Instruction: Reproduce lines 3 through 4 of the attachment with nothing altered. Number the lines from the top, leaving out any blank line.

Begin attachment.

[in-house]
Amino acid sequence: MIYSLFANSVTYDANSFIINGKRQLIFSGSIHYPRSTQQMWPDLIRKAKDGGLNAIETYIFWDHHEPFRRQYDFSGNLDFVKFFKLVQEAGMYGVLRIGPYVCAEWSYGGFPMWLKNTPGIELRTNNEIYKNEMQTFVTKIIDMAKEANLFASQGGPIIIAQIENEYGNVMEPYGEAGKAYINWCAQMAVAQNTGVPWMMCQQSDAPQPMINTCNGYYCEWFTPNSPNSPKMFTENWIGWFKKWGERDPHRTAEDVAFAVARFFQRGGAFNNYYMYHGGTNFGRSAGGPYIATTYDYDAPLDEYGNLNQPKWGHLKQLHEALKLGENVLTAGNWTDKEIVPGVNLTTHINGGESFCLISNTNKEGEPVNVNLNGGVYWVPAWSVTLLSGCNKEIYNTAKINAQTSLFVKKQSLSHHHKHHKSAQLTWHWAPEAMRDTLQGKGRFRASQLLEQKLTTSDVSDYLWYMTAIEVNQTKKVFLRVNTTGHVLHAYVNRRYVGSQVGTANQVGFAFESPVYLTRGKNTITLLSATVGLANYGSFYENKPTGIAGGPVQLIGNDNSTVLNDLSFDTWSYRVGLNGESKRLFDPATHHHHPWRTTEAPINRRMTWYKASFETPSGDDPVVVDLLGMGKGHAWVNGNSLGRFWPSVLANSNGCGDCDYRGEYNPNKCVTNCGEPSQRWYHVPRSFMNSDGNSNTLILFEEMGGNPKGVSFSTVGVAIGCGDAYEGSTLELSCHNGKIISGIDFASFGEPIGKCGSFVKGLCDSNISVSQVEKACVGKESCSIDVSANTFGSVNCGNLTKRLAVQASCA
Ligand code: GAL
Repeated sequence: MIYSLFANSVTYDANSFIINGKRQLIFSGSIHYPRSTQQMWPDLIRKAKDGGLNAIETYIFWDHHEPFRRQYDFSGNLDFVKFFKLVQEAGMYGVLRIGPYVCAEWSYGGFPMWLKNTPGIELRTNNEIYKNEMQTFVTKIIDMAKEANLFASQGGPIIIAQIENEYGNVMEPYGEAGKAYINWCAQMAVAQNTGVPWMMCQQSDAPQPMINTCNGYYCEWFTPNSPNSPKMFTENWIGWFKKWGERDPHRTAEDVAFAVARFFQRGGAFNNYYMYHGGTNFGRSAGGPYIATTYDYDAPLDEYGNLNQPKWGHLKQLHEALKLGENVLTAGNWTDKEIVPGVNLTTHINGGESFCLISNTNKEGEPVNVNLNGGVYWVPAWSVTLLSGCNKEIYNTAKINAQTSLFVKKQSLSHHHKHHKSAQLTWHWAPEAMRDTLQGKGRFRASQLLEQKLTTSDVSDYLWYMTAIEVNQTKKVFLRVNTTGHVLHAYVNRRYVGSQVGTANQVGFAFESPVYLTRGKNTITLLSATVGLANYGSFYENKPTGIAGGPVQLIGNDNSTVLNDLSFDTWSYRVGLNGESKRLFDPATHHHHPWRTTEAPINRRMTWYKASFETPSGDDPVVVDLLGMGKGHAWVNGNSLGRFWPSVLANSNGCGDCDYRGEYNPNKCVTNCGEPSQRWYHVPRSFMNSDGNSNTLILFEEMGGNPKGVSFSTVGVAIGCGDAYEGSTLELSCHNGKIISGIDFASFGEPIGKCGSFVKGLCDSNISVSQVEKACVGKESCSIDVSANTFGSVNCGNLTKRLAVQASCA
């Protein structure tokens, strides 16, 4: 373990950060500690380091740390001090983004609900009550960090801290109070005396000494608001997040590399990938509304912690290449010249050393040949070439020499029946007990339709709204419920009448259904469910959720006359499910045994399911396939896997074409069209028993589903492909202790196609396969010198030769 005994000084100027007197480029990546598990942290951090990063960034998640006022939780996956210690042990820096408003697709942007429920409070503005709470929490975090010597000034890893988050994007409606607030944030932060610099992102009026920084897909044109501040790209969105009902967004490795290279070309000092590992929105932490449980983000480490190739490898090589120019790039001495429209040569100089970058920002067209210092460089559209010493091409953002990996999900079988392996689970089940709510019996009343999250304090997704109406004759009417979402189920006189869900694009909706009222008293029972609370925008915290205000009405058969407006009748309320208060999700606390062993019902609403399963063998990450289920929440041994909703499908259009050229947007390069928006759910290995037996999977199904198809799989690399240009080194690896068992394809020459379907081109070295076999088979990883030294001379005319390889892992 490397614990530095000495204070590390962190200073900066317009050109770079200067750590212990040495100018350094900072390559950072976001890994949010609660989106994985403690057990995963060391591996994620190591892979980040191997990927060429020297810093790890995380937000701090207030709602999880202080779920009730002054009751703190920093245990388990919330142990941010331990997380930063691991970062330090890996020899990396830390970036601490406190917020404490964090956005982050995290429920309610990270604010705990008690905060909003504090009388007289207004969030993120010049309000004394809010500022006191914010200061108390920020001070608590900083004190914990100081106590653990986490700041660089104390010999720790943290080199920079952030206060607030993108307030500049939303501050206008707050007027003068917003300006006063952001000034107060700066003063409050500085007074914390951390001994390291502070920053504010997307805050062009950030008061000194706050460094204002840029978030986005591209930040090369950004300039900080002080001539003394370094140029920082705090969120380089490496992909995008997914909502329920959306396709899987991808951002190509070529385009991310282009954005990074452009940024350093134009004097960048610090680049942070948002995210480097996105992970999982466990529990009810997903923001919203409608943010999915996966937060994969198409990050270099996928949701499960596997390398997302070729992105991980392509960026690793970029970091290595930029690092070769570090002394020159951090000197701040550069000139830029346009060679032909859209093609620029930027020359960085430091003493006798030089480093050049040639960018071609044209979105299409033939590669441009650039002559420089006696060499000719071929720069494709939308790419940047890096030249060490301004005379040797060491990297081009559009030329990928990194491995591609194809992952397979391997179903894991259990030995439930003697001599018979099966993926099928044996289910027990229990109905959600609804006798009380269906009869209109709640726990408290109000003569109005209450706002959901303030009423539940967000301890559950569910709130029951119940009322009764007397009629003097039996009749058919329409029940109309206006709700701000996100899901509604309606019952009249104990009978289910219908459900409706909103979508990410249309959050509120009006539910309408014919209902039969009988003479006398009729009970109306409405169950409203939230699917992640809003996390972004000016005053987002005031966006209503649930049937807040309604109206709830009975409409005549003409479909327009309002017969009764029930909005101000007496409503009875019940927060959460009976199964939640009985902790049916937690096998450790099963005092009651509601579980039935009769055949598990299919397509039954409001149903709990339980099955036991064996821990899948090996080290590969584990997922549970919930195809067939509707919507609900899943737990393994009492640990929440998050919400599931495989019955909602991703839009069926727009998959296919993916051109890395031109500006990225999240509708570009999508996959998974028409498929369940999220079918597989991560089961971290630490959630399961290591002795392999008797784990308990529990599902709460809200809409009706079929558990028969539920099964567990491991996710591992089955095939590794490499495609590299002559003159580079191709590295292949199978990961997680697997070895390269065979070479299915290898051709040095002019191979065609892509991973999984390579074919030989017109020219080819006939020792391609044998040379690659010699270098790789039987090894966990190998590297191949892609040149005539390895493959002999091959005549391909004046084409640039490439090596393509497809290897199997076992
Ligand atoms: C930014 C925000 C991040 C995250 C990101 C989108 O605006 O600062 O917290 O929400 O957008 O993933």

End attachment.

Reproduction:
Ligand code: GAL
Repeated sequence: MIYSLFANSVTYDANSFIINGKRQLIFSGSIHYPRSTQQMWPDLIRKAKDGGLNAIETYIFWDHHEPFRRQYDFSGNLDFVKFFKLVQEAGMYGVLRIGPYVCAEWSYGGFPMWLKNTPGIELRTNNEIYKNEMQTFVTKIIDMAKEANLFASQGGPIIIAQIENEYGNVMEPYGEAGKAYINWCAQMAVAQNTGVPWMMCQQSDAPQPMINTCNGYYCEWFTPNSPNSPKMFTENWIGWFKKWGERDPHRTAEDVAFAVARFFQRGGAFNNYYMYHGGTNFGRSAGGPYIATTYDYDAPLDEYGNLNQPKWGHLKQLHEALKLGENVLTAGNWTDKEIVPGVNLTTHINGGESFCLISNTNKEGEPVNVNLNGGVYWVPAWSVTLLSGCNKEIYNTAKINAQTSLFVKKQSLSHHHKHHKSAQLTWHWAPEAMRDTLQGKGRFRASQLLEQKLTTSDVSDYLWYMTAIEVNQTKKVFLRVNTTGHVLHAYVNRRYVGSQVGTANQVGFAFESPVYLTRGKNTITLLSATVGLANYGSFYENKPTGIAGGPVQLIGNDNSTVLNDLSFDTWSYRVGLNGESKRLFDPATHHHHPWRTTEAPINRRMTWYKASFETPSGDDPVVVDLLGMGKGHAWVNGNSLGRFWPSVLANSNGCGDCDYRGEYNPNKCVTNCGEPSQRWYHVPRSFMNSDGNSNTLILFEEMGGNPKGVSFSTVGVAIGCGDAYEGSTLELSCHNGKIISGIDFASFGEPIGKCGSFVKGLCDSNISVSQVEKACVGKESCSIDVSANTFGSVNCGNLTKRLAVQASCA